We find no record which shows that respondent pleaded or attempted to plead contributory negligence.

Was there sufficient evidence to make a submissible case on the question of whether defendant negligently drove at a high and dangerous rate of speed? Our conclusion is in the negative.

Excessive speed depends upon the circumstances existing at the time and place of the incident. Steele v. Goosen, Mo., 329 S.W.2d 703, 711; Chenoweth v. McBurney, 359 Mo. 890, 224 S.W.2d 114, 118. It is frequently stated that skid marks alone and in and of themselves are not usually proof of negligence,[3] (although one may envision a situation where skid marks alone would be mute testimony to a very high rate of speed); for, it is said, the mere skidding of an automobile is as consistent with care as with negligence. Annin v. Jackson, 340 Mo. 331, 100 S.W.2d 872, 876; Neely v. Freeze, 240 Mo.App. 1001, 225 S.W.2d 144, 154. Negligence is never to be presumed (Helton v. Huckeba, 365 Mo. 93, 276 S.W.2d 78, 82; White v. Barkovitz, Mo.App., 254 S.W.2d 291, 294), but all cases hold that excessive speed may be proved by circumstances, and the skidding, when combined with surrounding circumstances, may be sufficient to justify the inference of a high and dangerous rate of speed. Russell v. Kotsch, Mo., 336 S.W.2d 405, 409; Hausherr v. Kansas City Public Service Co., Mo.App., 268 S.W.2d 433, 437; Lyon v. Southard, Mo., 323 S.W.2d 785, 787; Bear v. Devore, Mo.App., 176 S.W.2d 862, 864, 177 S.W.2d 674, 676; Evans v. Colombo, Mo.App., 311 S.W.2d 141, 144; Mo., 319 S.W.2d 549, 551.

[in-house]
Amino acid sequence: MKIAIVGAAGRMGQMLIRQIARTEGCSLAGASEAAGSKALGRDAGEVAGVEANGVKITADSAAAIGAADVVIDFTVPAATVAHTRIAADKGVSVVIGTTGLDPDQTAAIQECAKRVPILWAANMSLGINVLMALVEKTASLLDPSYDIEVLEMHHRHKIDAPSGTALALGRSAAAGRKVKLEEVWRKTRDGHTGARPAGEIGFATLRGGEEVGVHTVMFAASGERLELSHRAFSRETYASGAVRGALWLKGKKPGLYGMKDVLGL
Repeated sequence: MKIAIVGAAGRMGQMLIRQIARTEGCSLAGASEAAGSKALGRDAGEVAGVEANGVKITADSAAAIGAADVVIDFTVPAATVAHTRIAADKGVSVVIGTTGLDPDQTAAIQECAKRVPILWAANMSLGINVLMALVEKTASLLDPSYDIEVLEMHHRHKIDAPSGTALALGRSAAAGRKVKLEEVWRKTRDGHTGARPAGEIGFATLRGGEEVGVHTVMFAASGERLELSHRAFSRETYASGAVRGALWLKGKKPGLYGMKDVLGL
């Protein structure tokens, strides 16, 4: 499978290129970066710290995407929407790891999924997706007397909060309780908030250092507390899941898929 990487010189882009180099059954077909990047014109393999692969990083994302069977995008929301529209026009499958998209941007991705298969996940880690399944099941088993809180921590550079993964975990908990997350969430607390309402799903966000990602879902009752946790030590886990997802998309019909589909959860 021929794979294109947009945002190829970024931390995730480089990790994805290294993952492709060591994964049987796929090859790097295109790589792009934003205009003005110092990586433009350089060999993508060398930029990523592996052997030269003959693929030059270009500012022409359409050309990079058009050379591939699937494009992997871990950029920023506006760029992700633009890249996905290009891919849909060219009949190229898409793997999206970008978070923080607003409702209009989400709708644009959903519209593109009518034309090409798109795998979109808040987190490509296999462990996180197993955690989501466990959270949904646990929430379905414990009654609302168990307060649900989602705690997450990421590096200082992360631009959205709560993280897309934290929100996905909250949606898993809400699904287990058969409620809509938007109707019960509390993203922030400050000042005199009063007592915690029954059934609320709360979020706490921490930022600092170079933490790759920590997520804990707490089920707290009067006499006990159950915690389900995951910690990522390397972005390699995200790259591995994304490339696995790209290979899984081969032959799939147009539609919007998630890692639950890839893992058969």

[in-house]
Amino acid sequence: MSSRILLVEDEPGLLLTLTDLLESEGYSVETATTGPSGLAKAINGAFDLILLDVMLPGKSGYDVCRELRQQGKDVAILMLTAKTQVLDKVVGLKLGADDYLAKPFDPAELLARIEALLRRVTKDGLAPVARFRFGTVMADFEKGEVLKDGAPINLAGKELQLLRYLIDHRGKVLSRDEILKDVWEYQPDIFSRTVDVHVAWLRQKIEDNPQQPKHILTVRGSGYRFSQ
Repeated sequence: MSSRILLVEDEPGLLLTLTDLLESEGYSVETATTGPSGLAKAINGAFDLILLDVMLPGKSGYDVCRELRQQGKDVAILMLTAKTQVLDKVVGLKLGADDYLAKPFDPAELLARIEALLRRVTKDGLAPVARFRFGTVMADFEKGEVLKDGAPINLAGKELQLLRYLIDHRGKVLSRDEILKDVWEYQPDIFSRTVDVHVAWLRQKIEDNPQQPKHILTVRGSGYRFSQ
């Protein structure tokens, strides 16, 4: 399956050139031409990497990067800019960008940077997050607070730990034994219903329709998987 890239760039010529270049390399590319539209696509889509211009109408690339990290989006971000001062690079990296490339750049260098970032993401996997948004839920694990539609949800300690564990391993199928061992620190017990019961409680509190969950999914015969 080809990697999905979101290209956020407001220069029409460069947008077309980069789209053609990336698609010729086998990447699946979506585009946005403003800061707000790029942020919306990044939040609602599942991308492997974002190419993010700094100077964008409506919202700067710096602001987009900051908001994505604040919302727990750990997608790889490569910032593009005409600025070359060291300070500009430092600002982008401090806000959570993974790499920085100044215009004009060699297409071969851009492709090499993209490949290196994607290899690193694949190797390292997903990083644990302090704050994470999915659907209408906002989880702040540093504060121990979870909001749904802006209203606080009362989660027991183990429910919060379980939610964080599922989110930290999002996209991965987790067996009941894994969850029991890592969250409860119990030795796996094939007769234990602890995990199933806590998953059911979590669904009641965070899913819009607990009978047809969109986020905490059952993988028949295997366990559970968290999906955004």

Appellant points to the length of defendant's skid marks, in combination with the lay of the road, that is, the crest of the slope and the curve below it. As to the length of one skid mark we have definite evidence (123 yards). But it is worthy of note that, although one skid mark (apparently just after the defendant came over the crest) was short, the other (the long one) continued down the right edge of the pavement to the place where defendant's car was found. What inference is to be drawn from that? Did defendant attempt to apply the brakes as he started down the curving slope? If he did, was it because he was driving too fast? Or was it because, driving at a normal speed, he was confronted with the curving slope and desired simply to reduce his speed? Or did he have a deflated tire or a blowout? And was he trying to reduce his speed gradually? Or was it because of some traffic condition another car? Or what? Did the brake on one wheel lock and the others run freely? Or was some other mechanical failure responsible? Which of these is so probable that it reasonably excludes all others? What would one skid mark, going downhill on a curve, point to and establish with reasonable certainty as the speed at the beginning point? "You pay your money and take your choice," and everyone is entitled to his own guess; but we cannot permit a man to be guessed into liability.